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Cracked’s Eatin’ Weird – 5 Oddball Ways Food Influenced History


Toxic Metal-Wine-Laxative Poisoned Mozart, Countless Others

Antimony is 51st on the periodic table, but in terms of historical importance, it’s definitely top 35.

Via Wikimedia Commons

Okay, top 50 for sure.

This metal was medicinally versatile, and by medicinally versatile I mean toxic. With a rich history to boot: in antiquity, the antimony-based stibnite mineral was a favored cosmetic for Egyptians, mascara for the biblical Jezebel, and a skin cure for Greeks. Also known as stibium or stibnum, antimony is one of those haughty Latin-and-Greek-symboled elements that condescends on its peers with weird sexual under-and-overtones—hence its chemical symbol “Sb .”

In the 17th century, it captivated Isaac Newton as much as gravity did, with its alchemical potential. Since alchemy was the Qanon of its day, it’s no surprise they say Newton died a virgin.  Then in the 1900s, antimony was used to poison people in New Orleans brothels—though to be fair to antimony, few metals haven’t been. 

Yet antimony’s most popular use was as a medical emetic or laxative in Middle Ages Europe. Before germ theory had us wiping down doorknobs 7 times a day, all ills were caused by “bad humors,” an idea dating to Hippocrates (460 BCE–370 BCE) who, if I recall correctly, also masturbated inside a barrel in public.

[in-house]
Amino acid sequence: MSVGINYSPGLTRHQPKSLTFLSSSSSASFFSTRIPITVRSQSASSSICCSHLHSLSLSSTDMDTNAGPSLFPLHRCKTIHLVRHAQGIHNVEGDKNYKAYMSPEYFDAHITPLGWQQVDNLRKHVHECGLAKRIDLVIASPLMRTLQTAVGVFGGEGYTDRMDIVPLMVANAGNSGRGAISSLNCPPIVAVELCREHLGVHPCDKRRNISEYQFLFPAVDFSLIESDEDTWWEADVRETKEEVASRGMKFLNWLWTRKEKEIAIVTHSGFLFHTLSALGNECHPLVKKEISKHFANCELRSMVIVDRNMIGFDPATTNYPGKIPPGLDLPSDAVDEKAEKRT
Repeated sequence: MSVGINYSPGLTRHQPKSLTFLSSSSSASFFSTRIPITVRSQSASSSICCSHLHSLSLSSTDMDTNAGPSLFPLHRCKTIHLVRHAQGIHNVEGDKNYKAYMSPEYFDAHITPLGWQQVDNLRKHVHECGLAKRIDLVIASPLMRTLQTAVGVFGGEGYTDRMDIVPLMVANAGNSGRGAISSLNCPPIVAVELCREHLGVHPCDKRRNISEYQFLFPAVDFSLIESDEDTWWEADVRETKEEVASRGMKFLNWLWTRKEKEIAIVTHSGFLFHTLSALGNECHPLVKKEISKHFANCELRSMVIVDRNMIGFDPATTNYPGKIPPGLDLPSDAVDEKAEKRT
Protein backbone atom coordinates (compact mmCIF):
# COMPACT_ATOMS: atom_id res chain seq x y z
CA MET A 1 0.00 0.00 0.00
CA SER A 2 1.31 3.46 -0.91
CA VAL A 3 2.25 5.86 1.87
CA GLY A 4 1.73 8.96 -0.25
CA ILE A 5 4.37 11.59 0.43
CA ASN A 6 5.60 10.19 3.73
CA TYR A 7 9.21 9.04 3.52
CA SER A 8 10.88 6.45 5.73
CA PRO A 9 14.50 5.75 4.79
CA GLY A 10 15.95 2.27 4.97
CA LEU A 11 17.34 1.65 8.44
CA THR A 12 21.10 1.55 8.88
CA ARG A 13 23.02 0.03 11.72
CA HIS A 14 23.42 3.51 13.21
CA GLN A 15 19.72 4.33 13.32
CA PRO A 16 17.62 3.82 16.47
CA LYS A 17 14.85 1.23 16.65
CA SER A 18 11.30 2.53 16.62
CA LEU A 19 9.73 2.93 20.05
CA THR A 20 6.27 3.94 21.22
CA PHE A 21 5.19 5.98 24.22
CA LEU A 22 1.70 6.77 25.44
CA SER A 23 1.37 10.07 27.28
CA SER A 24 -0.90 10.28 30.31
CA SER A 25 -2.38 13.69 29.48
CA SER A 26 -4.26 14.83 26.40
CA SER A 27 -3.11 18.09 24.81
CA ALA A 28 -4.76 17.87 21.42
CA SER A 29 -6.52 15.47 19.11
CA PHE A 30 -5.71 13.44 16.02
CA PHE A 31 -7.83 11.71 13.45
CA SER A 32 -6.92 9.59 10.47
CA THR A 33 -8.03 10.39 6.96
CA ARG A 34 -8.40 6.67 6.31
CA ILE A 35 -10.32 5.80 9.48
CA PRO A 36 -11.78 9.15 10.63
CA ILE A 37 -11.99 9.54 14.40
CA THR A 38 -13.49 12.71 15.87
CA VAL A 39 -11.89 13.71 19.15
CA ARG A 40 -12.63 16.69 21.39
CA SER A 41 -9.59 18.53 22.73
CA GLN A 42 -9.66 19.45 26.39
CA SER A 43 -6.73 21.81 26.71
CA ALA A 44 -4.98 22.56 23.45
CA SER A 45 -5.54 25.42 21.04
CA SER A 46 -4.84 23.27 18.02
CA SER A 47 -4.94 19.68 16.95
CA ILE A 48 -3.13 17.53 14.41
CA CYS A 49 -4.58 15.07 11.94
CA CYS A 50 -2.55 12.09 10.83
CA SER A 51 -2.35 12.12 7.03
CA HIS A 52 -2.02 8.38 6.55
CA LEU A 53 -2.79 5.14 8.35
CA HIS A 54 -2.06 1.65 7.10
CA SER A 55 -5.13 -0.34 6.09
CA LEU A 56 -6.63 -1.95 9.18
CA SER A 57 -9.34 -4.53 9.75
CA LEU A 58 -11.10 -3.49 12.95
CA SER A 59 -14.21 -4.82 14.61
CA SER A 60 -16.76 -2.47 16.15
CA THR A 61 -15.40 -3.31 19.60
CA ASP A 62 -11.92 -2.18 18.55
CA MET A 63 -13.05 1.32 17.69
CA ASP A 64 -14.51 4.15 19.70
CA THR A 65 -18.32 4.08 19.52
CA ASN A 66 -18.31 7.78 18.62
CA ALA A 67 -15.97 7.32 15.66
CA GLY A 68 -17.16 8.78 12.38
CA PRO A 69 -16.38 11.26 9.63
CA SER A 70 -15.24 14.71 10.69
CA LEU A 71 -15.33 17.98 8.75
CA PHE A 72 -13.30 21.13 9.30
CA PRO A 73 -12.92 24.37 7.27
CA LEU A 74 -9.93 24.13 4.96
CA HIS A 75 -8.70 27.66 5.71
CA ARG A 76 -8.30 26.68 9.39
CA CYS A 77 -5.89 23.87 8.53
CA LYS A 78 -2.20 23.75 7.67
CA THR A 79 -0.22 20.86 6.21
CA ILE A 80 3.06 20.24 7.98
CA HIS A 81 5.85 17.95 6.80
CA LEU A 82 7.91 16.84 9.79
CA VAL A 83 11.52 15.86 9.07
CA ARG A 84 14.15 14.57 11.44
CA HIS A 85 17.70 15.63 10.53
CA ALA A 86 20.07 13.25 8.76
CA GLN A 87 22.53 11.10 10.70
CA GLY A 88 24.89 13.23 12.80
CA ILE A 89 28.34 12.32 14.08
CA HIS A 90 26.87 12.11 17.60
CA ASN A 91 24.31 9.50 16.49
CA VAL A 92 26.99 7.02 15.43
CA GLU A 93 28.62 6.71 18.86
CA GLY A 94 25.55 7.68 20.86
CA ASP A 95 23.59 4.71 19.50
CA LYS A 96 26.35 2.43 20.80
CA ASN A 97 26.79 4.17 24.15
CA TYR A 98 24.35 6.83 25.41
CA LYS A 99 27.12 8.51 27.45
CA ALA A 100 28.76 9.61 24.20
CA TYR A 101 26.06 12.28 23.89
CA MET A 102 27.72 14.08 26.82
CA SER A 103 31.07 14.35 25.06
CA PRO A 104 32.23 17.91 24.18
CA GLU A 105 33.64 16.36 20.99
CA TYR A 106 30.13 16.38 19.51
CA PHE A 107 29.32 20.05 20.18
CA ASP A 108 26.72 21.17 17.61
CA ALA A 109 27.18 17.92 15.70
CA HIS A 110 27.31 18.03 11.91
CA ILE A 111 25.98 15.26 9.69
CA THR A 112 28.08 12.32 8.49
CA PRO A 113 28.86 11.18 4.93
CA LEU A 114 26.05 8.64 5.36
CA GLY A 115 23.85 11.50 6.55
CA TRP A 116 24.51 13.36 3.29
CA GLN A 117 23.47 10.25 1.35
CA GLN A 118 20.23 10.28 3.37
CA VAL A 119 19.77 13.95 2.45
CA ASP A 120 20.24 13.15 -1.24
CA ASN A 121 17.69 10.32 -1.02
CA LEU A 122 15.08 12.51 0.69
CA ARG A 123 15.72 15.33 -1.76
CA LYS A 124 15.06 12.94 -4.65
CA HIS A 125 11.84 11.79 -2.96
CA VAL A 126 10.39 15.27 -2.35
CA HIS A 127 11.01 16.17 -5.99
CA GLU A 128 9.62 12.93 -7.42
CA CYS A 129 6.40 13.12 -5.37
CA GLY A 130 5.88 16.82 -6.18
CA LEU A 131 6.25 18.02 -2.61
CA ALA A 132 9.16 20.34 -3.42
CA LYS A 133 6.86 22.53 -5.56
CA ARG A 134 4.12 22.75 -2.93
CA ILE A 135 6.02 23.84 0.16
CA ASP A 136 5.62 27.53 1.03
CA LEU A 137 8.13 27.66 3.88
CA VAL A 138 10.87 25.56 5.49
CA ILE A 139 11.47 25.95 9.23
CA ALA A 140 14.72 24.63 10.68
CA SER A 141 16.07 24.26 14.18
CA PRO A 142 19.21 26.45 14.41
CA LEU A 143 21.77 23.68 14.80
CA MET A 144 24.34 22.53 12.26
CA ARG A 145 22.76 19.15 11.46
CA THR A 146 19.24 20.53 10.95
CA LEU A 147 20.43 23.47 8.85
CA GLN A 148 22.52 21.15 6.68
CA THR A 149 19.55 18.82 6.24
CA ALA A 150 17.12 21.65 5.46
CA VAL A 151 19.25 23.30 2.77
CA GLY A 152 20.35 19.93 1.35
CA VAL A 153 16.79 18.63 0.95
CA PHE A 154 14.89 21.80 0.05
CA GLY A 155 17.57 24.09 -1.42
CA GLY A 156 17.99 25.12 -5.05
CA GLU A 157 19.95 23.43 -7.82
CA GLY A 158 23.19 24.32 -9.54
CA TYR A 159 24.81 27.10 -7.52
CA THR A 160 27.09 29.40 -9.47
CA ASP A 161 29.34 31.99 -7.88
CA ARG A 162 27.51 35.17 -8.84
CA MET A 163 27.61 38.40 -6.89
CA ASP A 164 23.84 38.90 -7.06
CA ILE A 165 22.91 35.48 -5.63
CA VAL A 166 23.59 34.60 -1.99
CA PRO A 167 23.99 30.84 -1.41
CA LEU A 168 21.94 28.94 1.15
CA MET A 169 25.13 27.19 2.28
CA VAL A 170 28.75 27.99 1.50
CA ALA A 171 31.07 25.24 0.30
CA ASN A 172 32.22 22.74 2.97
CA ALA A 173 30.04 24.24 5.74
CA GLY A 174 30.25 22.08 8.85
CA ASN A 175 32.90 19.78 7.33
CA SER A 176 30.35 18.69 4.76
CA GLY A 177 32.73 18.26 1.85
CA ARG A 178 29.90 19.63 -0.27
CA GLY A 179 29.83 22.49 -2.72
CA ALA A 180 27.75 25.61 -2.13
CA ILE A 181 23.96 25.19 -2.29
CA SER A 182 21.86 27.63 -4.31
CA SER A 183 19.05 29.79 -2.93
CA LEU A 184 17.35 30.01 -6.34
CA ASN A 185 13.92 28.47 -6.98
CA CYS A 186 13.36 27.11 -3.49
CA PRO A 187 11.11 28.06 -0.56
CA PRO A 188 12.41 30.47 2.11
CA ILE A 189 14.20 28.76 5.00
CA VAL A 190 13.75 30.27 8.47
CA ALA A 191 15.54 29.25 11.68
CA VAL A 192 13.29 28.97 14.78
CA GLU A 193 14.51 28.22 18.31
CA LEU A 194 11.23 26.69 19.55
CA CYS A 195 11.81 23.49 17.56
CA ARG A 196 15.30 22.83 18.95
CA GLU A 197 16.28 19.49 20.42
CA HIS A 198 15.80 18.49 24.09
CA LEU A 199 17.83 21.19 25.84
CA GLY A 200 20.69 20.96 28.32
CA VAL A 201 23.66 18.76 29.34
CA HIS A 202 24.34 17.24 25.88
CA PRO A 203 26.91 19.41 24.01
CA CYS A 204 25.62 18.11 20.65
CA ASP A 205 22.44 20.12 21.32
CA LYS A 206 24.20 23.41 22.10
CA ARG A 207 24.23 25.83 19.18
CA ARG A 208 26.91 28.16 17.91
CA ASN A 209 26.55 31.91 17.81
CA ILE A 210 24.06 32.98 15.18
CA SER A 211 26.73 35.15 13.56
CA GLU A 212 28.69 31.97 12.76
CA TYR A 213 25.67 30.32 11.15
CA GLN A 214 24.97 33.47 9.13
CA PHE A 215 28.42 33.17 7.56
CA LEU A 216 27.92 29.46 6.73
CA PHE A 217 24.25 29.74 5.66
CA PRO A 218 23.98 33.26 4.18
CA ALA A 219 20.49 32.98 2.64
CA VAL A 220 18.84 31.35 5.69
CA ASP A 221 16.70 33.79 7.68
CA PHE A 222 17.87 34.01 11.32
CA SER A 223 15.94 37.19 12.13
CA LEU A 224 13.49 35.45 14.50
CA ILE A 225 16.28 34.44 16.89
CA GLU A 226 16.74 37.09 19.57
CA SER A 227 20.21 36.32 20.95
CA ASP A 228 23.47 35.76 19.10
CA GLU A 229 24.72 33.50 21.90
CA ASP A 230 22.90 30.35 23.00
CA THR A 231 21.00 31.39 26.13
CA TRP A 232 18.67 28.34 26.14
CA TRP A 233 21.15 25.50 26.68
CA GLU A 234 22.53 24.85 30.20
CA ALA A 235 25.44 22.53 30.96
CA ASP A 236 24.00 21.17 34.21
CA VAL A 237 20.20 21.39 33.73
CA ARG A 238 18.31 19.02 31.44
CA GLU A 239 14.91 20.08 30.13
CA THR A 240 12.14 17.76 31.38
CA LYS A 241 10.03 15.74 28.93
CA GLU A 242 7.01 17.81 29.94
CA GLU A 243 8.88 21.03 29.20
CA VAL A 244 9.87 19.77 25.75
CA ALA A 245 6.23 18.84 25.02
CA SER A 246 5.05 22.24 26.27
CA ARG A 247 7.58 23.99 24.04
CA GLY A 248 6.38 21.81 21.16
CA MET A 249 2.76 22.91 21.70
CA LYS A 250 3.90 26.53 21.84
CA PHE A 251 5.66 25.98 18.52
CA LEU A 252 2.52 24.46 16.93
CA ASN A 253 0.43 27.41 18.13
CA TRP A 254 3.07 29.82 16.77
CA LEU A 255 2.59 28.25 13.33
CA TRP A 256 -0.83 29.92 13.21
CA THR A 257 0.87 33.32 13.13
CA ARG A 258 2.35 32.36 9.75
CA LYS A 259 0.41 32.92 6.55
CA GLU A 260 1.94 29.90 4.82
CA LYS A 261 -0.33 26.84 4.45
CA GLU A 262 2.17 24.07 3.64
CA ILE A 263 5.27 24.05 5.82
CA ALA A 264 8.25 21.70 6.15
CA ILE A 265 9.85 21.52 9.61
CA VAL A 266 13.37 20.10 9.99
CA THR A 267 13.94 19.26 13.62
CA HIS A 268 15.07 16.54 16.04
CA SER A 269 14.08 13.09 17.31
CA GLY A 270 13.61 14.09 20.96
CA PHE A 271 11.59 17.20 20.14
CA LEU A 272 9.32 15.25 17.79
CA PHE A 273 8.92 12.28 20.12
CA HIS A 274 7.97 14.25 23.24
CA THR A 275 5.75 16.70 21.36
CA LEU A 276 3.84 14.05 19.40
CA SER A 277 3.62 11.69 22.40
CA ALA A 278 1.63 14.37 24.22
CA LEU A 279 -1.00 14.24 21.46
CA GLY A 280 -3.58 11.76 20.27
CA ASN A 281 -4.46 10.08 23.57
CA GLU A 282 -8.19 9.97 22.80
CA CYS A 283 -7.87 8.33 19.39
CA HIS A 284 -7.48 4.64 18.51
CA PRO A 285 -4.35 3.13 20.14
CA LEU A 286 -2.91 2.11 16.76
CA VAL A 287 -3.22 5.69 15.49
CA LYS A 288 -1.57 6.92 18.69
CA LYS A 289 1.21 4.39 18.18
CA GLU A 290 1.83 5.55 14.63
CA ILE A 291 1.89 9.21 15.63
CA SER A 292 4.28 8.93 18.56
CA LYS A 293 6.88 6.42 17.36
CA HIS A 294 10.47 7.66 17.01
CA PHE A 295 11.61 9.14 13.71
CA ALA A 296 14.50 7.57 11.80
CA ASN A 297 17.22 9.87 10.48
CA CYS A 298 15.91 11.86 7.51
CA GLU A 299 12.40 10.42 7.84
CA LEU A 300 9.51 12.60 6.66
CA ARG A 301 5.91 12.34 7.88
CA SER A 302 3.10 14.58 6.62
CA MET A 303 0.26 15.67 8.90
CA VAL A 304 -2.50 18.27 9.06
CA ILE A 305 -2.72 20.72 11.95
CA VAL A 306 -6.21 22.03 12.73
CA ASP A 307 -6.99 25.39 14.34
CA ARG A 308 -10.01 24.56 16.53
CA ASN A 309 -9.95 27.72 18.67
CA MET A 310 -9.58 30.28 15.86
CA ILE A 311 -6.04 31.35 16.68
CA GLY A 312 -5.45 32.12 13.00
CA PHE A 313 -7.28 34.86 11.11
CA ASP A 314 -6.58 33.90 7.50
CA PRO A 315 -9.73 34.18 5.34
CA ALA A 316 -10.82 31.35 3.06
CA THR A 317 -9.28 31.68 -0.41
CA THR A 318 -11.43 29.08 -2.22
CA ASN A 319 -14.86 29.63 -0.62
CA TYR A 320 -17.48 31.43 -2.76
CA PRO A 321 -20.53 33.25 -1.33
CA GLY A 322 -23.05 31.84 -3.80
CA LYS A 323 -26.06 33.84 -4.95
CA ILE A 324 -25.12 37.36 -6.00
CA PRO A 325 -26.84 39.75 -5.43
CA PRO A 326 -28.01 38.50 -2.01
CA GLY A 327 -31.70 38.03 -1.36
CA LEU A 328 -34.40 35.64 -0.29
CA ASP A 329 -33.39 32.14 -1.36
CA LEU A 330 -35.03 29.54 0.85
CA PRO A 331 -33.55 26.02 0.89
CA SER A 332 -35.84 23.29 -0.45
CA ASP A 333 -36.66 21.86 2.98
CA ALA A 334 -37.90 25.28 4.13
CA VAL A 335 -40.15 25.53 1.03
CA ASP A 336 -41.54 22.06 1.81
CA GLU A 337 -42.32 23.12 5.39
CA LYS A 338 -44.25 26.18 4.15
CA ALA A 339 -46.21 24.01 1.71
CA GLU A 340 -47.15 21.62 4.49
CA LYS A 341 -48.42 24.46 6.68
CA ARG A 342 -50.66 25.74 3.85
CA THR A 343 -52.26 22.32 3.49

To purge bad humors, medieval folks popped a pill of antimony. This toxic lenitive caused two-way evacuation. Too expensive to replace, it was recovered manually from one’s excrement. Thus, it was passed down through the generations as a “perpetual pill,” much the way insulin pumps are bequeathed as heirlooms in Missouri today. 

Circa 1600, the pills were outlawed, but contemporary yokels valued their freedoms and didn’t stand for this act of life-saving tyranny. Instead, enter antimony poisoning round 2: the increased use of cups made with some percentage of this toxic metal. 

Filled with wine and let to stand 12-24 hours, the antinomy mingled flirtatiously with the wine’s tartaric acid, yielding antimony tartrate. One quaff later, the quaffer finds themselves in a pervading state of vomitoria.

The British Medical Journal

This was considered super healthy.

Mozart potentially over-self-medicated on this fortified wine and suffered antimonial symptoms like “intense vomiting, fever, swollen abdomen and swollen limbs,” before dying aged 35. But those are also the symptoms of discovering season 2 of your favorite show sucks. And if you’re thinking, “Wow, haha, stupid old-timey people, we’ve come a long way since then,” do you really think the vaginal-yeast-sourced Mega Colon Blast (with reishi and lion’s mane) sold by Earth Mama on Etsy is any less toxic? Checkmate, antimony haters.

Top image: Sonsedska Yuliia/Shutterstock



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